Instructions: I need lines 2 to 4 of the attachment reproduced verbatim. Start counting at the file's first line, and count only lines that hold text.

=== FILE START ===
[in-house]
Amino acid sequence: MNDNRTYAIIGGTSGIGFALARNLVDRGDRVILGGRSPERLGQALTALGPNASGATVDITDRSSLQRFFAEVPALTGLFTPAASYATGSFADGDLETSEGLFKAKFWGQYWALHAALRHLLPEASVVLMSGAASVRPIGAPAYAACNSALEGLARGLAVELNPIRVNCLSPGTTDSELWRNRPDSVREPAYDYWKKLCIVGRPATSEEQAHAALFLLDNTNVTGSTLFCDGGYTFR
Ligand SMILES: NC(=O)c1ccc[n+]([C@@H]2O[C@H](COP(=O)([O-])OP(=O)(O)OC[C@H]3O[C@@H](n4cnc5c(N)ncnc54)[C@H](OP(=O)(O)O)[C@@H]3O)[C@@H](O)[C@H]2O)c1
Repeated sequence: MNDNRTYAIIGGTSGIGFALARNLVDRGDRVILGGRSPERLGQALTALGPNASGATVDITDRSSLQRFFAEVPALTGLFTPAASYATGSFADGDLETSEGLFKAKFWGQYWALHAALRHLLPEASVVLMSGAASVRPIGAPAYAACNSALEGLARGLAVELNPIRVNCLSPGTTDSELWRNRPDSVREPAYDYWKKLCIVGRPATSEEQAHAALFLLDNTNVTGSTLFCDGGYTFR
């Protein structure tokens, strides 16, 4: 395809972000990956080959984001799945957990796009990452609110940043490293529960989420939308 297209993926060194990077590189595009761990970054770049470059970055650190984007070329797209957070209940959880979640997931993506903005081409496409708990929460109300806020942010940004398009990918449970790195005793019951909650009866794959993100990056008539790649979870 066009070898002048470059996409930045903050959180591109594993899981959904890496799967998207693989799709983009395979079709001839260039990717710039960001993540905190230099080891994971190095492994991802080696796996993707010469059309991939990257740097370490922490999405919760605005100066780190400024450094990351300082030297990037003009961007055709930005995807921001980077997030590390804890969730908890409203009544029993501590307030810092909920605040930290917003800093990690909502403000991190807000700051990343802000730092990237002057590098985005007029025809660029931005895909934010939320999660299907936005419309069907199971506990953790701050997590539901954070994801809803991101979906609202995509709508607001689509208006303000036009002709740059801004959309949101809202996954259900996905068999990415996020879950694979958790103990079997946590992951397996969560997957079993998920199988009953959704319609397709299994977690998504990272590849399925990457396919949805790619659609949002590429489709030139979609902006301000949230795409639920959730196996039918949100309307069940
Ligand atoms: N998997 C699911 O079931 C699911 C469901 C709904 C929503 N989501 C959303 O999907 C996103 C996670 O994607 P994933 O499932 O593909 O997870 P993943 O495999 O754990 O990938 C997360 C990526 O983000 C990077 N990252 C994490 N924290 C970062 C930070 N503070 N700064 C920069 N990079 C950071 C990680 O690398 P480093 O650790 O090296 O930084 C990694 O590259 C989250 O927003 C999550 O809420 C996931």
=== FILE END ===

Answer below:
Amino acid sequence: MNDNRTYAIIGGTSGIGFALARNLVDRGDRVILGGRSPERLGQALTALGPNASGATVDITDRSSLQRFFAEVPALTGLFTPAASYATGSFADGDLETSEGLFKAKFWGQYWALHAALRHLLPEASVVLMSGAASVRPIGAPAYAACNSALEGLARGLAVELNPIRVNCLSPGTTDSELWRNRPDSVREPAYDYWKKLCIVGRPATSEEQAHAALFLLDNTNVTGSTLFCDGGYTFR
Ligand SMILES: NC(=O)c1ccc[n+]([C@@H]2O[C@H](COP(=O)([O-])OP(=O)(O)OC[C@H]3O[C@@H](n4cnc5c(N)ncnc54)[C@H](OP(=O)(O)O)[C@@H]3O)[C@@H](O)[C@H]2O)c1
Repeated sequence: MNDNRTYAIIGGTSGIGFALARNLVDRGDRVILGGRSPERLGQALTALGPNASGATVDITDRSSLQRFFAEVPALTGLFTPAASYATGSFADGDLETSEGLFKAKFWGQYWALHAALRHLLPEASVVLMSGAASVRPIGAPAYAACNSALEGLARGLAVELNPIRVNCLSPGTTDSELWRNRPDSVREPAYDYWKKLCIVGRPATSEEQAHAALFLLDNTNVTGSTLFCDGGYTFR